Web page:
In order to add things to your form you need to drag them from the left pane, “Parameters”, “Rules”, “iProperties” or “Tollbox” into the top right pane in the order you want them to show up. Here’s the sequence from my form:

                Resizing the form while editing it is not persistent, so you need to run the form and choose "resize Controlls" while right cliking on the form, check my previous blog here:

                All iProperties are multi-line texts but the iproperties window will only show you the last line of text and will allow you to control the end of line just for the “Comments” field. To test it out type your custom text inside “Comments” and call it in “Description” by adding this formula =<Comments> and you will see the title block showing your line-by-line formatted text.
                You can add Description to your form but it doesn’t display as multi-line and for that you need to create custom parameters, in my case called the same for simplicity: Description and Project.
                Now you can add the above parameters to your form and change “Edit Control Type” to “Multi-line Text Box”. Make sure you resize your form so you can better see all the lines, I keep mine to 3 visible lines but as soon as you pass that the scrollable arrows become active on the right.

                I could have included some of these codes inside the drawing template but I want to keep it as clean as possible, minimizing crashes and problems when upgrading to new releases of Inventor.
                The other reason I have separate button (code) for creating Description and Project parameters is so that you can edit old drawings for which you would have to recreate the ilogic rule. Remember that those drawings don’t have Description and Project as parameters so you either add them manually or run this code. You can easily copy an external rule into the document or you could have used code injector to push this code into a batch of drawings. Here’s the link for codeinjector.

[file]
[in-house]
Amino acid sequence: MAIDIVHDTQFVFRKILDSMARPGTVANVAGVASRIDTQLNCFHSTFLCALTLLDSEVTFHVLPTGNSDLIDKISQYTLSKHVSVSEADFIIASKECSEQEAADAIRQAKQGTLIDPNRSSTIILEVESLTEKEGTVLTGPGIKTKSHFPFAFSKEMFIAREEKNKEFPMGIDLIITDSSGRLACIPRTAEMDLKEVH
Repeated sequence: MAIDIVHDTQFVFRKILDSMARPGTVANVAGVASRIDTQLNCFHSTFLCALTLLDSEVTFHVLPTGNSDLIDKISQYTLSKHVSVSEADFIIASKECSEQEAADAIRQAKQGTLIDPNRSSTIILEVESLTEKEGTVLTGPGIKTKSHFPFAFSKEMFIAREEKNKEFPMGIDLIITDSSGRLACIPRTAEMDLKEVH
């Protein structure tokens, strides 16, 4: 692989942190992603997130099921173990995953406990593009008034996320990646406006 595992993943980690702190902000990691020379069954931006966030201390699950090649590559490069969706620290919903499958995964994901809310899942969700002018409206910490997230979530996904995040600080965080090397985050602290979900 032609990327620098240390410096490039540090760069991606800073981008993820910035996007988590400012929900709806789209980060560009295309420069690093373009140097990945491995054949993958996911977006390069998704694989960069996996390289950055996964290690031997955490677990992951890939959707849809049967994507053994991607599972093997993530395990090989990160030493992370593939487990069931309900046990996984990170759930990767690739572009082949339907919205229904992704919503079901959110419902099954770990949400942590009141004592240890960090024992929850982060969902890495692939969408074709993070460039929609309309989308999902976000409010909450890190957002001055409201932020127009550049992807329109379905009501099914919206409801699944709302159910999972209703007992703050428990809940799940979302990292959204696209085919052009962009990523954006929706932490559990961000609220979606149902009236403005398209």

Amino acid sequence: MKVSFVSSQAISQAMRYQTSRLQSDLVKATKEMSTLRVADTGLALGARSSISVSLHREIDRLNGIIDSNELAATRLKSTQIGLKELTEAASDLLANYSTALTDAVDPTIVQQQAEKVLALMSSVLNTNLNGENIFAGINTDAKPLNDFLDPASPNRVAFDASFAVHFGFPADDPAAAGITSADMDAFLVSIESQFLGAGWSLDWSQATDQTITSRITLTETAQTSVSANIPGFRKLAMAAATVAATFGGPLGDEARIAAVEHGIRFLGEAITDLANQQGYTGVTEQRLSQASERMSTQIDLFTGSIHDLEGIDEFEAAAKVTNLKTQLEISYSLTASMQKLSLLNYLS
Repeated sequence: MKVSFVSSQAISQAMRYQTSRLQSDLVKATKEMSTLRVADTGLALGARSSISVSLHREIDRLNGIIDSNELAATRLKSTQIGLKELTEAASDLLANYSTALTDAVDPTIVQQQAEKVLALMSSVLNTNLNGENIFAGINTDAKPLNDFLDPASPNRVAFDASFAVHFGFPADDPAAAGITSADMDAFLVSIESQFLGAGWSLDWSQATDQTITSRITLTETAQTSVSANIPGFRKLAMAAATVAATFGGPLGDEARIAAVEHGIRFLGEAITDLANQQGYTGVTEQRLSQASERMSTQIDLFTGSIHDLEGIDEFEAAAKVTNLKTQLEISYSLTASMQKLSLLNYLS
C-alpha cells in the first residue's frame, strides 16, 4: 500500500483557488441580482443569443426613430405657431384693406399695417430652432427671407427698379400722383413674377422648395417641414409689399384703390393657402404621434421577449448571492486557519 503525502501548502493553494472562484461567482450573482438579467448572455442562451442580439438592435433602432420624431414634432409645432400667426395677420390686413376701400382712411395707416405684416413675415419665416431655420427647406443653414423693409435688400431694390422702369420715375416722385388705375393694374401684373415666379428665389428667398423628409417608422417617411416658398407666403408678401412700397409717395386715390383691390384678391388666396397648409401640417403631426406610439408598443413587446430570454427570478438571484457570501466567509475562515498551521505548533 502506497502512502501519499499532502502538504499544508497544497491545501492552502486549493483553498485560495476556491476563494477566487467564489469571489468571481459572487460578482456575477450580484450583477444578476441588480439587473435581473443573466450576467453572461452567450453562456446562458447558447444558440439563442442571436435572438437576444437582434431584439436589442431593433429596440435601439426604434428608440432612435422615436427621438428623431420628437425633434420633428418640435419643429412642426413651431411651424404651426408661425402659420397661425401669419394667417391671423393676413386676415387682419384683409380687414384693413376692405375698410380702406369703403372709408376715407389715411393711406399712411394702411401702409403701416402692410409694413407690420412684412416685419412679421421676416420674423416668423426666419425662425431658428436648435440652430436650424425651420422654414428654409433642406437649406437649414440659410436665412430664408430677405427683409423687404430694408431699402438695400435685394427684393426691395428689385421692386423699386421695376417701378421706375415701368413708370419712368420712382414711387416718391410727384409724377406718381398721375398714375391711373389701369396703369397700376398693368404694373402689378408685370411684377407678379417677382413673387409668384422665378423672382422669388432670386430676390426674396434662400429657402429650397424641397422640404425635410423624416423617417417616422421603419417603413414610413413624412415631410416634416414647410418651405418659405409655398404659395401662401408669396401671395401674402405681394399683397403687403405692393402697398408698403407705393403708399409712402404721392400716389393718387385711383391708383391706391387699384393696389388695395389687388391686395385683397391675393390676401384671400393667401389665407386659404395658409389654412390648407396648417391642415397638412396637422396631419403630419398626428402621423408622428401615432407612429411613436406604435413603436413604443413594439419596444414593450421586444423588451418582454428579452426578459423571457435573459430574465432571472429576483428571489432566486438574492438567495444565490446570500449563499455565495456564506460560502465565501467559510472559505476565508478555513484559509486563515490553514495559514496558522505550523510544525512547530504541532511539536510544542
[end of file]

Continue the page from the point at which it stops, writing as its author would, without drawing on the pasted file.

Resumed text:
I think it’s not worth the hassle; it’s just one click away to create the parameters in the form so I suggest you add this button to your form even though you might not use it all the times.
                Because I want this form to show up automatically with each new drawing I need to add a small ilogic code inside the drawing template and trigger it before save. The code has a nice trick to only pop-up the form at first time you save the drawing. I don’t want to see it every time I save a drawing especially on large assemblies.

                The trick was to check if the drawing was saved before, having a path on disk and for that we’ll use “IsNullOrWhiteSpace” to verify it. If it doesn’t have a path then just before saving the drawing fire up the form. The drawing still saves but the form shows up as well.
                  Here isthe drawing (AIP 2015), the rules and the form included (you need to copy it over to global forms).